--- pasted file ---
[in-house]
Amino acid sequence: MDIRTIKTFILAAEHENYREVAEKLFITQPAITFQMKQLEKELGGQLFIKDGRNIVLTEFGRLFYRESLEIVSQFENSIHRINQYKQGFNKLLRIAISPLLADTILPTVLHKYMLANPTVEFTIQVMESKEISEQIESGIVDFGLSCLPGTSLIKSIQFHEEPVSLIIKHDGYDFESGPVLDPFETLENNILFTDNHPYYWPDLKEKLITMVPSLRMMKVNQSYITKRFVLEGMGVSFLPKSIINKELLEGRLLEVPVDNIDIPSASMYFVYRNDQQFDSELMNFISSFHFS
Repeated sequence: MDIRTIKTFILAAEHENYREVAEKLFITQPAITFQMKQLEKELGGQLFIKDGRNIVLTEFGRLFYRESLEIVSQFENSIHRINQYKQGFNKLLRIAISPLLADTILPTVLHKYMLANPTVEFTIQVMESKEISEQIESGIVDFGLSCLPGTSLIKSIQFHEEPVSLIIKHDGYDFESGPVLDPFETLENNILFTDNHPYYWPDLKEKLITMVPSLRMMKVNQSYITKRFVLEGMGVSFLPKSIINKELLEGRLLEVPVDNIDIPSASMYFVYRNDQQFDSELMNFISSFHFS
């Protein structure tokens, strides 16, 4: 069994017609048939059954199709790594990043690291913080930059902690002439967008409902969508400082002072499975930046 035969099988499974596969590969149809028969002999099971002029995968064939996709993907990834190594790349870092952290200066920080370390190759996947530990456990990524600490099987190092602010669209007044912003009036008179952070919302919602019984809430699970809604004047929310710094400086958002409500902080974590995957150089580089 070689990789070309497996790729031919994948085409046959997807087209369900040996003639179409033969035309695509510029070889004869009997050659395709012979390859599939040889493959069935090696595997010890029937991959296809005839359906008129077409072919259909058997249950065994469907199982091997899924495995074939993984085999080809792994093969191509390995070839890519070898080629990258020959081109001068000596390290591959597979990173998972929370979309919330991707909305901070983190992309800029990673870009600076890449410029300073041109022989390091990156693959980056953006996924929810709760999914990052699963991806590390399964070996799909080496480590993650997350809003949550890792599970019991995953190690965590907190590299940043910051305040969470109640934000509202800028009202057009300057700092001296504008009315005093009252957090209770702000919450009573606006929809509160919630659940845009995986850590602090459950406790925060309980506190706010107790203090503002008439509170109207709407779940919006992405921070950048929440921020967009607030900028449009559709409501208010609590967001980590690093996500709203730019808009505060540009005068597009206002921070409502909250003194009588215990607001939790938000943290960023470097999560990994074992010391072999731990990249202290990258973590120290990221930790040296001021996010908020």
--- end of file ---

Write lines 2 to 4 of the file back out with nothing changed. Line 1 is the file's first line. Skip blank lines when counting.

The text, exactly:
Amino acid sequence: MDIRTIKTFILAAEHENYREVAEKLFITQPAITFQMKQLEKELGGQLFIKDGRNIVLTEFGRLFYRESLEIVSQFENSIHRINQYKQGFNKLLRIAISPLLADTILPTVLHKYMLANPTVEFTIQVMESKEISEQIESGIVDFGLSCLPGTSLIKSIQFHEEPVSLIIKHDGYDFESGPVLDPFETLENNILFTDNHPYYWPDLKEKLITMVPSLRMMKVNQSYITKRFVLEGMGVSFLPKSIINKELLEGRLLEVPVDNIDIPSASMYFVYRNDQQFDSELMNFISSFHFS
Repeated sequence: MDIRTIKTFILAAEHENYREVAEKLFITQPAITFQMKQLEKELGGQLFIKDGRNIVLTEFGRLFYRESLEIVSQFENSIHRINQYKQGFNKLLRIAISPLLADTILPTVLHKYMLANPTVEFTIQVMESKEISEQIESGIVDFGLSCLPGTSLIKSIQFHEEPVSLIIKHDGYDFESGPVLDPFETLENNILFTDNHPYYWPDLKEKLITMVPSLRMMKVNQSYITKRFVLEGMGVSFLPKSIINKELLEGRLLEVPVDNIDIPSASMYFVYRNDQQFDSELMNFISSFHFS
């Protein structure tokens, strides 16, 4: 069994017609048939059954199709790594990043690291913080930059902690002439967008409902969508400082002072499975930046 035969099988499974596969590969149809028969002999099971002029995968064939996709993907990834190594790349870092952290200066920080370390190759996947530990456990990524600490099987190092602010669209007044912003009036008179952070919302919602019984809430699970809604004047929310710094400086958002409500902080974590995957150089580089 070689990789070309497996790729031919994948085409046959997807087209369900040996003639179409033969035309695509510029070889004869009997050659395709012979390859599939040889493959069935090696595997010890029937991959296809005839359906008129077409072919259909058997249950065994469907199982091997899924495995074939993984085999080809792994093969191509390995070839890519070898080629990258020959081109001068000596390290591959597979990173998972929370979309919330991707909305901070983190992309800029990673870009600076890449410029300073041109022989390091990156693959980056953006996924929810709760999914990052699963991806590390399964070996799909080496480590993650997350809003949550890792599970019991995953190690965590907190590299940043910051305040969470109640934000509202800028009202057009300057700092001296504008009315005093009252957090209770702000919450009573606006929809509160919630659940845009995986850590602090459950406790925060309980506190706010107790203090503002008439509170109207709407779940919006992405921070950048929440921020967009607030900028449009559709409501208010609590967001980590690093996500709203730019808009505060540009005068597009206002921070409502909250003194009588215990607001939790938000943290960023470097999560990994074992010391072999731990990249202290990258973590120290990221930790040296001021996010908020």